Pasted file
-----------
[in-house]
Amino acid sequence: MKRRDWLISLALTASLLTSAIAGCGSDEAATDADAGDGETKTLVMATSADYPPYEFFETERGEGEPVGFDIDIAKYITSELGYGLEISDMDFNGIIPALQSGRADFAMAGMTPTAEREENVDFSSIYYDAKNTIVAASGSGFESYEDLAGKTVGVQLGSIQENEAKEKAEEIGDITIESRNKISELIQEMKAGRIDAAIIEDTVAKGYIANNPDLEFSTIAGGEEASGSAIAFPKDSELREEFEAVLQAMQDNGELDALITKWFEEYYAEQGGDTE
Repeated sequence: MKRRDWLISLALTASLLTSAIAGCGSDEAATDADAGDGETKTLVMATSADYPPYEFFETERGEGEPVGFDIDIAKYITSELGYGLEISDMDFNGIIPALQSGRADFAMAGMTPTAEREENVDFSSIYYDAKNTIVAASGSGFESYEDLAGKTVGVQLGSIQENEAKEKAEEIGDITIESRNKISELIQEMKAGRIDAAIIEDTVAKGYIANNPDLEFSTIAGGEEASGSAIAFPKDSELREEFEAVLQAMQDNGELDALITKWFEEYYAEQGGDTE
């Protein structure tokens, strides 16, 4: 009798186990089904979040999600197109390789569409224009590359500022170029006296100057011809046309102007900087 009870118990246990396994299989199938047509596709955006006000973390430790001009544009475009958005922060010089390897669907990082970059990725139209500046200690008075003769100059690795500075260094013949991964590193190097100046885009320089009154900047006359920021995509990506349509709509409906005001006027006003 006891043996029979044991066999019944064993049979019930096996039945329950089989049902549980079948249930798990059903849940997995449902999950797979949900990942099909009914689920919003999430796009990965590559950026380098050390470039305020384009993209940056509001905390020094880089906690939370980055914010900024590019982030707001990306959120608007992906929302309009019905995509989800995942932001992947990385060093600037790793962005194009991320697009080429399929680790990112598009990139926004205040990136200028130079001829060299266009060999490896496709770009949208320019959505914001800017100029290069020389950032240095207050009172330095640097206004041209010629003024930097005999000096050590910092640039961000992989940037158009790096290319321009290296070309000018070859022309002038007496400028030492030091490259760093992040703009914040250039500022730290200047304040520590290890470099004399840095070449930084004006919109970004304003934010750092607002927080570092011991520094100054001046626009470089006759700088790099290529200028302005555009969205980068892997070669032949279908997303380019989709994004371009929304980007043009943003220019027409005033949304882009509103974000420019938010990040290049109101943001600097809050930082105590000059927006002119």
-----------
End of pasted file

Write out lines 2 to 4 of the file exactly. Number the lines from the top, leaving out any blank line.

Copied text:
Amino acid sequence: MKRRDWLISLALTASLLTSAIAGCGSDEAATDADAGDGETKTLVMATSADYPPYEFFETERGEGEPVGFDIDIAKYITSELGYGLEISDMDFNGIIPALQSGRADFAMAGMTPTAEREENVDFSSIYYDAKNTIVAASGSGFESYEDLAGKTVGVQLGSIQENEAKEKAEEIGDITIESRNKISELIQEMKAGRIDAAIIEDTVAKGYIANNPDLEFSTIAGGEEASGSAIAFPKDSELREEFEAVLQAMQDNGELDALITKWFEEYYAEQGGDTE
Repeated sequence: MKRRDWLISLALTASLLTSAIAGCGSDEAATDADAGDGETKTLVMATSADYPPYEFFETERGEGEPVGFDIDIAKYITSELGYGLEISDMDFNGIIPALQSGRADFAMAGMTPTAEREENVDFSSIYYDAKNTIVAASGSGFESYEDLAGKTVGVQLGSIQENEAKEKAEEIGDITIESRNKISELIQEMKAGRIDAAIIEDTVAKGYIANNPDLEFSTIAGGEEASGSAIAFPKDSELREEFEAVLQAMQDNGELDALITKWFEEYYAEQGGDTE
């Protein structure tokens, strides 16, 4: 009798186990089904979040999600197109390789569409224009590359500022170029006296100057011809046309102007900087 009870118990246990396994299989199938047509596709955006006000973390430790001009544009475009958005922060010089390897669907990082970059990725139209500046200690008075003769100059690795500075260094013949991964590193190097100046885009320089009154900047006359920021995509990506349509709509409906005001006027006003 006891043996029979044991066999019944064993049979019930096996039945329950089989049902549980079948249930798990059903849940997995449902999950797979949900990942099909009914689920919003999430796009990965590559950026380098050390470039305020384009993209940056509001905390020094880089906690939370980055914010900024590019982030707001990306959120608007992906929302309009019905995509989800995942932001992947990385060093600037790793962005194009991320697009080429399929680790990112598009990139926004205040990136200028130079001829060299266009060999490896496709770009949208320019959505914001800017100029290069020389950032240095207050009172330095640097206004041209010629003024930097005999000096050590910092640039961000992989940037158009790096290319321009290296070309000018070859022309002038007496400028030492030091490259760093992040703009914040250039500022730290200047304040520590290890470099004399840095070449930084004006919109970004304003934010750092607002927080570092011991520094100054001046626009470089006759700088790099290529200028302005555009969205980068892997070669032949279908997303380019989709994004371009929304980007043009943003220019027409005033949304882009509103974000420019938010990040290049109101943001600097809050930082105590000059927006002119």